This might not be an issue which would be faced by SQL DBAs regularly because databases are generally already created. There might be few DBAs out there who take care of deployment as well. So, if you are having an issue with slow database creation, then you have found the right blog to try some troubleshooting.
Are you running command without size?
If yes, then you should know what is the size SQL Server would assume. Going back to basics, the model database in SQL Server is used as the template for all databases created on an instance of SQL Server. The entire contents of the model database, including database options, are copied to the new database. So, what are the things you would check?
Yes, we would check the size of the model database. I remember a client who changed the model database default size for database and log file and we found it be set more than 1024MB each in our environment. Earlier it was taking 10 minutes to create the new database (we were just running CREATE DATABASE FOO) and as soon as When we reduced the initial size of both files in the model database to ideal values, we could create a new database within 8 to 10 seconds.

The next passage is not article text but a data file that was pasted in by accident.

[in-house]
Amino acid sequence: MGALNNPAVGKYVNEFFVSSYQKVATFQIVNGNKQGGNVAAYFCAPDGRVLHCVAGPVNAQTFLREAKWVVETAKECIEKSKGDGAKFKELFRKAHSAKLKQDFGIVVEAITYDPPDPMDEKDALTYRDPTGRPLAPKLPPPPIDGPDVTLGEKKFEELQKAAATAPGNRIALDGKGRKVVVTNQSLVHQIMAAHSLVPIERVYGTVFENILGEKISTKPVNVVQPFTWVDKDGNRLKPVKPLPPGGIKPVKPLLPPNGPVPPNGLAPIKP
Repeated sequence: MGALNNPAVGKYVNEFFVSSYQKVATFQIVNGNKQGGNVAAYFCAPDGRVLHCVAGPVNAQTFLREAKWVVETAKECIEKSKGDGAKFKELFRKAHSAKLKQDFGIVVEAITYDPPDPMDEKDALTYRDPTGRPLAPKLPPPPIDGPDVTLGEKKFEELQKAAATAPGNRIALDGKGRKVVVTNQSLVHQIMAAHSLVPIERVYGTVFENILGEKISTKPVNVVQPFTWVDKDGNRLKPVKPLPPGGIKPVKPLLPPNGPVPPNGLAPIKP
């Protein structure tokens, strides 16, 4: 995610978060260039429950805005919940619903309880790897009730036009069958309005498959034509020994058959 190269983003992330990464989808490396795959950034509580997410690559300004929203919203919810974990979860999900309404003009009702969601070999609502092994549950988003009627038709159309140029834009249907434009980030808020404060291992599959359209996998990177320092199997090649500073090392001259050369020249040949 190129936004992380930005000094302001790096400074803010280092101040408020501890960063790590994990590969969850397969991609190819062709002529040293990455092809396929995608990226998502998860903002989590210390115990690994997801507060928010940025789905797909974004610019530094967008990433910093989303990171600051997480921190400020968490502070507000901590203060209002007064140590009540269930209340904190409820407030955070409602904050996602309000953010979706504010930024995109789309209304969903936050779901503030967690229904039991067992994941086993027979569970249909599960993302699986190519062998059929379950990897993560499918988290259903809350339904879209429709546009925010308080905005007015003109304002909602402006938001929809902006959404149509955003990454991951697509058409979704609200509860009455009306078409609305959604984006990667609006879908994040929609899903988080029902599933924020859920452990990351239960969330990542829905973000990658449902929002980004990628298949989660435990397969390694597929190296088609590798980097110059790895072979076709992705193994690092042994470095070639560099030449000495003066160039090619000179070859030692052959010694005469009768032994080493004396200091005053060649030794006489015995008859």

I always rely on DMVs to give me some pointers about what’s going on. Below is one of my favorite commands
SELECT * FROM sys.dm_exec_requests WHERE SESSION_ID=[Yoursessionid]
When I checked the last_wait_type for the database creation SPID, it was found to be IO_COMPLETION.
Are you running command with size?
If you are running something like below
CREATE DATABASE [MyHUGEDatabase] ON PRIMARY (
NAME = N'MyHUGEDatabase_dat'
,FILENAME = N'D:HugeDBMyHUGEDatabase.mdf'
,SIZE = 150000 MB
,MAXSIZE = 400000 MB
,FILEGROWTH = 51200 KB
) LOG ON (
NAME = N'MyHUGEDatabase_log'
,FILENAME = N'D:HugeDBMyHUGEDatabase_log.ldf'
,SIZE = 50000 MB
,MAXSIZE = 100000 MB
,FILEGROWTH = 15360 KB
) COLLATE SQL_Latin1_General_CP1_CI_AS
Watch out for the size given in the above query. 150 GB data file and 100 GB Log file. It is debatable if we need 100 GB of transaction log file for a 150 GB database. But keeping that point aside, we need to check whether we have the “” set for the SQL Server service account? If not, then enabling it will improve the initialization of the data files when creating/expanding them. This was also explained in many blogs. This is called as Instant File Initialization. You can search for that and get tons of article and samples.
Did you find this useful?
Reference: Pinal Dave (http://blog.SQLAuthority.com)